Lectionary 61

Lectionary 61, designated by siglum ℓ 61, is a Greek manuscript of the New Testament, on parchment leaves. It is a lectionary. Palaeographically it has been assigned to the 12th-century. Survived only one leaf of the codex with two lessons from the Gospel of Matthew and Gospel of John, it is written in Greek minuscule letters, on 1 parchment leaf, in two columns per page, in 26 lines per page. The manuscript was added to the list of New Testament manuscripts by Scholz; the manuscript is not cited in the critical editions of the Greek New Testament. The codex is located in the Bibliothèque nationale de France, in Paris, it was rebound with minuscule 729. List of New Testament lectionaries Biblical manuscript Textual criticism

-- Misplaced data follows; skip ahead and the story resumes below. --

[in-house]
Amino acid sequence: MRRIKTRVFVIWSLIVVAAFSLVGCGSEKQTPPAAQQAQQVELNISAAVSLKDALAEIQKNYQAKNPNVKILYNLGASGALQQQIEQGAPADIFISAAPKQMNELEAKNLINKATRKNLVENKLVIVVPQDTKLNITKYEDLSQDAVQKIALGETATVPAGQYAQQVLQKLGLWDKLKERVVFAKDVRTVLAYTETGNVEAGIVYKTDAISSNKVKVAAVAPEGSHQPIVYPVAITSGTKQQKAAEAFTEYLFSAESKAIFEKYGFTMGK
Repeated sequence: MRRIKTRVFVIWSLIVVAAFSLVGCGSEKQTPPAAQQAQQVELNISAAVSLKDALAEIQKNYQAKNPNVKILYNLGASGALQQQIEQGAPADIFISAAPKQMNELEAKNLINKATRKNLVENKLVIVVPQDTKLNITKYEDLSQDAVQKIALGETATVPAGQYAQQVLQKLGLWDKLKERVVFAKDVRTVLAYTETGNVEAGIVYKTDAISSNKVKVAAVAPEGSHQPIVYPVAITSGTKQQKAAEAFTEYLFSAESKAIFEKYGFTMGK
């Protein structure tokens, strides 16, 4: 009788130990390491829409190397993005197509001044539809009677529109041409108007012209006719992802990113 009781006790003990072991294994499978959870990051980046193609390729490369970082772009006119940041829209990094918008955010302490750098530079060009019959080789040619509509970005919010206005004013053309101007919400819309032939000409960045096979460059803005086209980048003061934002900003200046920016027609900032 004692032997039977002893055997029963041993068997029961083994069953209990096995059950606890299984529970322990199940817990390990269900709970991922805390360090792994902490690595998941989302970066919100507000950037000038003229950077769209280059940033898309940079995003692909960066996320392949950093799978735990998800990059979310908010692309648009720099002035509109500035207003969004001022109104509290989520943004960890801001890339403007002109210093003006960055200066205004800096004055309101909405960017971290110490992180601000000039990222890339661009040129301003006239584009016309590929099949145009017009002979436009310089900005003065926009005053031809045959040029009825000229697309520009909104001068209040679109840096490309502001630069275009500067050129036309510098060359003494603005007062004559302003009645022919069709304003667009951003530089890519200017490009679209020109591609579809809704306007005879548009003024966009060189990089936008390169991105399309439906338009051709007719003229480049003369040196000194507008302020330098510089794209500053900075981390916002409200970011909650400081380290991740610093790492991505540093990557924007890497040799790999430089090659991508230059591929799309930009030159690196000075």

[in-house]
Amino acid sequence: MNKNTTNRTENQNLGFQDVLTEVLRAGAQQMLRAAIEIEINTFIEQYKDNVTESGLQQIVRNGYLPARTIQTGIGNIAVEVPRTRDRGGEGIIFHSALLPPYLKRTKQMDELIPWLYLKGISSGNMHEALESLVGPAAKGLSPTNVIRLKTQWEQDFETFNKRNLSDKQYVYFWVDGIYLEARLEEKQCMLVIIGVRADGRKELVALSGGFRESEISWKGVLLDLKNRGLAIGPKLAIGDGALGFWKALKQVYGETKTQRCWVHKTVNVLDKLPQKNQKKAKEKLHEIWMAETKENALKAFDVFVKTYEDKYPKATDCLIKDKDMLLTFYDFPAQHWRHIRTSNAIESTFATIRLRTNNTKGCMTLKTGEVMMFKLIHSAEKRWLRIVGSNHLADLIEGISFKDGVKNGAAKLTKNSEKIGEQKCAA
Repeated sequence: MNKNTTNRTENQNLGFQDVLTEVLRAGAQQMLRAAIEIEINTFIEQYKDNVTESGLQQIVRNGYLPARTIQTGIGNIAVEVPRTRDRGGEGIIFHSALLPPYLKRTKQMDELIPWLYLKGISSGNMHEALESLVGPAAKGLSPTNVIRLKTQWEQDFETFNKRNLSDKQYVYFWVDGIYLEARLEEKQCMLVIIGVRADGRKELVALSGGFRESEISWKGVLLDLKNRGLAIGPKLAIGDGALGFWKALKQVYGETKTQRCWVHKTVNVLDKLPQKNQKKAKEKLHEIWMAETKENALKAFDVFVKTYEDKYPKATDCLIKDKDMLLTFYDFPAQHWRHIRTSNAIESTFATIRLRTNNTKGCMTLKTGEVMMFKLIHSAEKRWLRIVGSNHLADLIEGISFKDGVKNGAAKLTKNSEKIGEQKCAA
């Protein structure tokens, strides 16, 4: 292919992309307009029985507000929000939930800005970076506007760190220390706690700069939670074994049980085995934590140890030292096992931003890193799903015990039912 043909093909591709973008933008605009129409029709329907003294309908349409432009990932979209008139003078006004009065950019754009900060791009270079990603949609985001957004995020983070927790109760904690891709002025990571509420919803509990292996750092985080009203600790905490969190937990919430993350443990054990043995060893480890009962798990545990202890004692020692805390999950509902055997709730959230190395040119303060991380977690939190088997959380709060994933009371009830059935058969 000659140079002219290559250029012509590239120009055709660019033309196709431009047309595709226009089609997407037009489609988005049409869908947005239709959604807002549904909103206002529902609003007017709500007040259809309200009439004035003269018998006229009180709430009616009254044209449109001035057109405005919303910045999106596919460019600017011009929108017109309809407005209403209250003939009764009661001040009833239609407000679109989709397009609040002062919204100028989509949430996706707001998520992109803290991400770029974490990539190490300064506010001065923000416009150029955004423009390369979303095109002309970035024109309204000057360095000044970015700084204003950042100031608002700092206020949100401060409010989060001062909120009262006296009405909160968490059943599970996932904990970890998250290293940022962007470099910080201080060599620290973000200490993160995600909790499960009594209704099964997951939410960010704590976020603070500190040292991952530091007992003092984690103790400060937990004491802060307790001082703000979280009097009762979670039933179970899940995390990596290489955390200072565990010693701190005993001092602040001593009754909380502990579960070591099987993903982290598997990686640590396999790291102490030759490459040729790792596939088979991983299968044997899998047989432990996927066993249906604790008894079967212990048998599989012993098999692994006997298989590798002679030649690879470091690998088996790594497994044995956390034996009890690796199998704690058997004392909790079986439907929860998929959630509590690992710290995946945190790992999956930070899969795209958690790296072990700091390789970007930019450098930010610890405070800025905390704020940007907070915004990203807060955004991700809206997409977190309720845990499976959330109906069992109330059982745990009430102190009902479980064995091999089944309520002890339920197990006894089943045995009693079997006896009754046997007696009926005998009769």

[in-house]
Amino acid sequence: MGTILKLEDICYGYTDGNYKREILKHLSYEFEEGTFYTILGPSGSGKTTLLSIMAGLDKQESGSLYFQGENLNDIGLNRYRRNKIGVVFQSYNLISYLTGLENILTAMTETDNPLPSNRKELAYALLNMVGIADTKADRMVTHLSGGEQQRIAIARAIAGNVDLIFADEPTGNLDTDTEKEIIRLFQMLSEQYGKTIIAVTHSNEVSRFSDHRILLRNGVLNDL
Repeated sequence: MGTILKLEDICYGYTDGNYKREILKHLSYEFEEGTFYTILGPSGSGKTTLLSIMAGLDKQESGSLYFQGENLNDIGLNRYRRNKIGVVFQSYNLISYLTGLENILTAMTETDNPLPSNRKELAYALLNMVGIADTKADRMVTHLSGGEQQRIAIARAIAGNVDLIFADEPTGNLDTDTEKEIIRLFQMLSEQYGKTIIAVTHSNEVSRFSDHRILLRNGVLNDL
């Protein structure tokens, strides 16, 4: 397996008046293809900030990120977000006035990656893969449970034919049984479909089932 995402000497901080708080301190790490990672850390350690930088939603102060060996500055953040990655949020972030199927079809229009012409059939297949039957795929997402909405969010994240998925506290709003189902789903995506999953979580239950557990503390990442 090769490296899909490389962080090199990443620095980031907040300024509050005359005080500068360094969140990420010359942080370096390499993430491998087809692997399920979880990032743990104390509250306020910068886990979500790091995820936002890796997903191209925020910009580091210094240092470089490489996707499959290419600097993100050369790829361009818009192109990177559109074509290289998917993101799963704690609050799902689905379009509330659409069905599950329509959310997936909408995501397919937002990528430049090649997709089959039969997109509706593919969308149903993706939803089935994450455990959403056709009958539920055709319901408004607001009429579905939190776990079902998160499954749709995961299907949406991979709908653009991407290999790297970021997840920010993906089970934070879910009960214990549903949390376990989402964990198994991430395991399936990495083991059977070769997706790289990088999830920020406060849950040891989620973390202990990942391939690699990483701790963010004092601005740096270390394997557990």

2-Acetylfuran is a low melting solid or high boiling liquid, depending on temperature. The solid melts at 30 °C and has a density of 1.0975 g/ml at 20 °C, while the normal boiling point of the liquid is 168–169 °C. 2-Acetylfuran is a useful intermediate in the synthesis of fine chemicals and pharmaceuticals, is used in the production of the generic cephalophosphorin antibiotic cefuroxime. 2-Acetylfuran was prepared by Ashina in 1914 via the reaction of the methyl Grignard reagent on 2-furonitrile. Modern industrial synthesis involves the Friedel–Crafts acylation of furan with acetic anhydride. A one-pot synthesis of an intermediate to the HIV integrase inhibitor S-1360 was based on the Friedel-Crafts alkylation of 2-acetylfuran with 4-fluorobenzyl chloride using zinc chloride catalyst. Reaction of 2-acetylfuran with aqueous sodium nitrite gave 2-furanyloxoacetic acid, an intermediate to Cefuroxime, a second-generation cephalosporin antibiotic. Isomaltol - same core, with a hydoxy group in the 3-position 2-Furoic acid